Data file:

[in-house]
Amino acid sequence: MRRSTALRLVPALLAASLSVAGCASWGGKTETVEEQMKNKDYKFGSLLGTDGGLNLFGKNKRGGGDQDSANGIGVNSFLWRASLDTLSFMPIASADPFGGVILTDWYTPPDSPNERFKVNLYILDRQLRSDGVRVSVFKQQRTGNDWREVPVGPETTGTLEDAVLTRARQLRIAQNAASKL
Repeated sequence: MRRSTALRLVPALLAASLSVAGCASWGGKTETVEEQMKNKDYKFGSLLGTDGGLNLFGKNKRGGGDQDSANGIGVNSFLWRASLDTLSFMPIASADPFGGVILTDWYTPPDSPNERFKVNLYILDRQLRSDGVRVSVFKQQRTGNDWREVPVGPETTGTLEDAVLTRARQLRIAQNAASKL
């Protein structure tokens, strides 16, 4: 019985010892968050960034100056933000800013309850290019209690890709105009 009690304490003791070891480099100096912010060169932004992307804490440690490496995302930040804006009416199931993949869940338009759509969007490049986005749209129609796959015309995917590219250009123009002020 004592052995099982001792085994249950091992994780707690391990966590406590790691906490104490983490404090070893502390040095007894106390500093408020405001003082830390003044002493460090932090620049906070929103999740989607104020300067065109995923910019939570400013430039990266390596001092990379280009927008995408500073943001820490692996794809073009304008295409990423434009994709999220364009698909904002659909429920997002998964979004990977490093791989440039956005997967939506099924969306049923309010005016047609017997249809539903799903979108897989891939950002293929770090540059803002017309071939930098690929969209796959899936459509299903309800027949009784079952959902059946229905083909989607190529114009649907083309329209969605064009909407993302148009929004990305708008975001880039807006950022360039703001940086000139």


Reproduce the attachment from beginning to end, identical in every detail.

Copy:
[in-house]
Amino acid sequence: MRRSTALRLVPALLAASLSVAGCASWGGKTETVEEQMKNKDYKFGSLLGTDGGLNLFGKNKRGGGDQDSANGIGVNSFLWRASLDTLSFMPIASADPFGGVILTDWYTPPDSPNERFKVNLYILDRQLRSDGVRVSVFKQQRTGNDWREVPVGPETTGTLEDAVLTRARQLRIAQNAASKL
Repeated sequence: MRRSTALRLVPALLAASLSVAGCASWGGKTETVEEQMKNKDYKFGSLLGTDGGLNLFGKNKRGGGDQDSANGIGVNSFLWRASLDTLSFMPIASADPFGGVILTDWYTPPDSPNERFKVNLYILDRQLRSDGVRVSVFKQQRTGNDWREVPVGPETTGTLEDAVLTRARQLRIAQNAASKL
């Protein structure tokens, strides 16, 4: 019985010892968050960034100056933000800013309850290019209690890709105009 009690304490003791070891480099100096912010060169932004992307804490440690490496995302930040804006009416199931993949869940338009759509969007490049986005749209129609796959015309995917590219250009123009002020 004592052995099982001792085994249950091992994780707690391990966590406590790691906490104490983490404090070893502390040095007894106390500093408020405001003082830390003044002493460090932090620049906070929103999740989607104020300067065109995923910019939570400013430039990266390596001092990379280009927008995408500073943001820490692996794809073009304008295409990423434009994709999220364009698909904002659909429920997002998964979004990977490093791989440039956005997967939506099924969306049923309010005016047609017997249809539903799903979108897989891939950002293929770090540059803002017309071939930098690929969209796959899936459509299903309800027949009784079952959902059946229905083909989607190529114009649907083309329209969605064009909407993302148009929004990305708008975001880039807006950022360039703001940086000139």